The Governor’s education director lied to me.  No big deal, right?  Well, before he lied to me, he lied to the Senate Finance Committee, but that was after he lied to the House Finance and Appropriations Committee, and after he lied to a roomful of state superintendents, and after he lied to all of Ohio in the FY2012-13 budget.  

Here’s the details of the lie and why you should be concerned.

During testimony on the voluminous House Bill 153, Ohio’s budget bill, I can only find evidence that three people specifically mentioned the Governor’s provision to retest teachers in Ohio’s lowest performing schools:

  • Dr. Robert Sommers, Director, Governor’s Office of 21st Century Education
  • Stan W. Heffner, Interim Superintendent of Public Instruction
  • Me

Remember, Ohio’s House Bill 153 was the biennial budget bill that included a full slate of educational reform efforts.  This particular component would require all teachers in “core subject areas” in the lowest 10% of schools to retake Ohio’s teacher licensure exams.  As our regular readers know, I opposed this provision in my testimony on the basis that it is a misuse of the tests and is not supported by the claims made in the Governor’s budget proposal.  I have been vehemently opposed since the bill’s inception.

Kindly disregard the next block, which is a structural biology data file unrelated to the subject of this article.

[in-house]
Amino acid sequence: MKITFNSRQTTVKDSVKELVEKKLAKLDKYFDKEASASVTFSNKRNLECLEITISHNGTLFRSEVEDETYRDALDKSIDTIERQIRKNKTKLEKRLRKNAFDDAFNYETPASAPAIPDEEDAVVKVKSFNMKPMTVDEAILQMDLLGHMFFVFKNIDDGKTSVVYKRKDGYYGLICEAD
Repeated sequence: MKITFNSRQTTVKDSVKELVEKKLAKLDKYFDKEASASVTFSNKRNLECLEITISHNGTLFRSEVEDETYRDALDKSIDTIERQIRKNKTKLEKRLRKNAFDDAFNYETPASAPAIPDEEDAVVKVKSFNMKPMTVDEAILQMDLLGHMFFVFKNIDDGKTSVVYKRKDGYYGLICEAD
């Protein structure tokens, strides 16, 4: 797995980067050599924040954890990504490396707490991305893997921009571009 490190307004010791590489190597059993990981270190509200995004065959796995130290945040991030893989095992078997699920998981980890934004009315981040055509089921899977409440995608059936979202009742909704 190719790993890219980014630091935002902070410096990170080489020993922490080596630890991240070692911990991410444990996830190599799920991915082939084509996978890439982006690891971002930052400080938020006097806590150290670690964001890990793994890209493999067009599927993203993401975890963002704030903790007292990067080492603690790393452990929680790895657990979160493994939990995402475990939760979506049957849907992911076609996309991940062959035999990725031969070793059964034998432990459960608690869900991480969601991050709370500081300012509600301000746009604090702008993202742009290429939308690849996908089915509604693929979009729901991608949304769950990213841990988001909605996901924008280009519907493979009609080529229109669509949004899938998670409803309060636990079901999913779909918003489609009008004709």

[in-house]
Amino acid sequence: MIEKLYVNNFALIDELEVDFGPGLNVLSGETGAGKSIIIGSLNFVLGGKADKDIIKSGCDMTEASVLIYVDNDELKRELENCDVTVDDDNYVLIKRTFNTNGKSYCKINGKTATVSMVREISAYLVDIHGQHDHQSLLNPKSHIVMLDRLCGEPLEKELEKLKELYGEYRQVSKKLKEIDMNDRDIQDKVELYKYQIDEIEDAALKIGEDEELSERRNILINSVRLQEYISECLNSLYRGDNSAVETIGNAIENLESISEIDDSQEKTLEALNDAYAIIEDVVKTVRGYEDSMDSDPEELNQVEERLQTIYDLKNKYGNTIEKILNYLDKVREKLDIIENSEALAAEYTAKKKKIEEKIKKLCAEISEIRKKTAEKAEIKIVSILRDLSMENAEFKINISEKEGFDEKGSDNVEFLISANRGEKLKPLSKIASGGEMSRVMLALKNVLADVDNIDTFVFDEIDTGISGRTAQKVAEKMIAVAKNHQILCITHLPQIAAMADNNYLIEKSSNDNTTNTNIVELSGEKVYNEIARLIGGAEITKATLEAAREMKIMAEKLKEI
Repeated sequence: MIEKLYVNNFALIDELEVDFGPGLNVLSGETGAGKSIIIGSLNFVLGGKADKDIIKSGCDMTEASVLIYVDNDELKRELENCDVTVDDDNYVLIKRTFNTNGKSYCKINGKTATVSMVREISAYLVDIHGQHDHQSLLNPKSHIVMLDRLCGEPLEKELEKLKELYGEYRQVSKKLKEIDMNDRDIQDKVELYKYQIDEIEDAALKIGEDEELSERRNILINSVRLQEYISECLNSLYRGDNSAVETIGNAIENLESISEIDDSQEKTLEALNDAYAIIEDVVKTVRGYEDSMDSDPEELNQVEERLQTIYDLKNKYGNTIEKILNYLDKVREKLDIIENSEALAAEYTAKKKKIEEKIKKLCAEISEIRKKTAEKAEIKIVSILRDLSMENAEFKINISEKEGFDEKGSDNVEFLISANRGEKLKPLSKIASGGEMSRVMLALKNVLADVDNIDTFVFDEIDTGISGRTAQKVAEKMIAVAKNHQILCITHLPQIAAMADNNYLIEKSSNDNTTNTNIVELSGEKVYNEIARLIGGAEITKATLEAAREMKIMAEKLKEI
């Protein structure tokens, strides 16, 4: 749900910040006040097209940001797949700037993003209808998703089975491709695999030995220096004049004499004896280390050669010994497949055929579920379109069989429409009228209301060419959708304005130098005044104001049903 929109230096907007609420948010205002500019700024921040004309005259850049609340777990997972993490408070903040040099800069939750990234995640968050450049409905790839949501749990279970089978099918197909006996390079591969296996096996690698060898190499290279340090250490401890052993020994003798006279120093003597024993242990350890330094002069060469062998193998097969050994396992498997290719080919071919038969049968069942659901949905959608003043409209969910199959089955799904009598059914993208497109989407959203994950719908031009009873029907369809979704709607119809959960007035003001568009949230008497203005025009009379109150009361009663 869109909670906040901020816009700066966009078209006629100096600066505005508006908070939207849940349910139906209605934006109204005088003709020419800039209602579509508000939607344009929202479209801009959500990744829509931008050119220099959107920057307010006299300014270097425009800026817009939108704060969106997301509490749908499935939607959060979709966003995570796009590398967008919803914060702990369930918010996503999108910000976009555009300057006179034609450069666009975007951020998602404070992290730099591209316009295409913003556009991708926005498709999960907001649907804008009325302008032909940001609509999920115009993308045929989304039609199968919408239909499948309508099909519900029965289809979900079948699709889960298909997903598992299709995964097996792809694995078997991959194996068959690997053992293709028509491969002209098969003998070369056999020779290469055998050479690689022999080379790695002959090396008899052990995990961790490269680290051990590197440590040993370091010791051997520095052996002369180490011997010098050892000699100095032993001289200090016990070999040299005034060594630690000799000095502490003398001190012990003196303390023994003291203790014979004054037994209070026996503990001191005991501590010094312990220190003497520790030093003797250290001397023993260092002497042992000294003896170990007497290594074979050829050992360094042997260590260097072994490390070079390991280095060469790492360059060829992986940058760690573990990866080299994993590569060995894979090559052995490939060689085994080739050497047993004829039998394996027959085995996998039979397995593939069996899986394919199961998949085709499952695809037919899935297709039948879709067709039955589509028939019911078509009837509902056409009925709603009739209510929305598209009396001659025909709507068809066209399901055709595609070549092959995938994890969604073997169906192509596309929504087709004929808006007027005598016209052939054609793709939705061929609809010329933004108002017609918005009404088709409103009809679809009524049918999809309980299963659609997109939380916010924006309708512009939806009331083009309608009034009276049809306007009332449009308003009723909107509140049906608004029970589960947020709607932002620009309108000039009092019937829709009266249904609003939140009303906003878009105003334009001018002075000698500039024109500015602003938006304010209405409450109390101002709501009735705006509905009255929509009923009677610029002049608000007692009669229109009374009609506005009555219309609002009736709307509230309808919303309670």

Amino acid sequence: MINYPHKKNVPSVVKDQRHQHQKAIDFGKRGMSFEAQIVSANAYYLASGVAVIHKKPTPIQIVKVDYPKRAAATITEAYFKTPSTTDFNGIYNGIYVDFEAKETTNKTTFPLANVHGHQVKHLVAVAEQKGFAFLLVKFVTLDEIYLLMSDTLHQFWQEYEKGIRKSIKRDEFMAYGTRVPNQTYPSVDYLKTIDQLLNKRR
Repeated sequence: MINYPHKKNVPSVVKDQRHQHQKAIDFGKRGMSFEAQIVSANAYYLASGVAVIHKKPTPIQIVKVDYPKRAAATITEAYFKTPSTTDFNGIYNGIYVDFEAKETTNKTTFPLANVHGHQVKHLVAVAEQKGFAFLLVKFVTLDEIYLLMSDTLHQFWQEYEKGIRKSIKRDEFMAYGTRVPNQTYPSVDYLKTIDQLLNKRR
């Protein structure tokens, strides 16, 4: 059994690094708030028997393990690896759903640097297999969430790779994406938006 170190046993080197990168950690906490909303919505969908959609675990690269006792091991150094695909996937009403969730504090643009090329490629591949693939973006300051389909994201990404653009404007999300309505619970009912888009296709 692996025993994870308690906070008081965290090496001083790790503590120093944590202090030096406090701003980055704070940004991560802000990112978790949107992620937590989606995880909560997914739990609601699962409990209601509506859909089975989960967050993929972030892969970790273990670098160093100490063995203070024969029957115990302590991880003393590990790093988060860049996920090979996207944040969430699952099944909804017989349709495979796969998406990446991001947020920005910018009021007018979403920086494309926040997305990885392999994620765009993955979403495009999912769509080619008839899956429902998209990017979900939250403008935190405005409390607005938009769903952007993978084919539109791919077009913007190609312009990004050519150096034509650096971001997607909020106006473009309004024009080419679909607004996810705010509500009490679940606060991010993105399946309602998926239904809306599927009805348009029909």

Heffner supported the provision, for which I filed a formal complaint with the Ohio Ethics Commission over his pending employment with the company that currently provides the teacher licensure exams required by the law.

As for Sommers, the Governor’s education expert?  He can be credited with creating the provision in the first place, and he specifically promoted the provision, even reiterating the original budget bill’s claim that this practice has been working in Massachusetts.

Sommers lied.

Sommers first lied in the original budget (page 7 of the Reforms Book):

Massachusetts successfully implemented a teacher-testing program that significantly improved student results. Teachers were tested on the content they were assigned to teach.

Sommers then lied to an audience of education professionals on March 21 (approx. minute 45), when he said:

Massachusetts has been doing this for years.  They attribute a lot of their progress based on this.

Sommers lied again the next day to the House Finance and Appropriations Committee: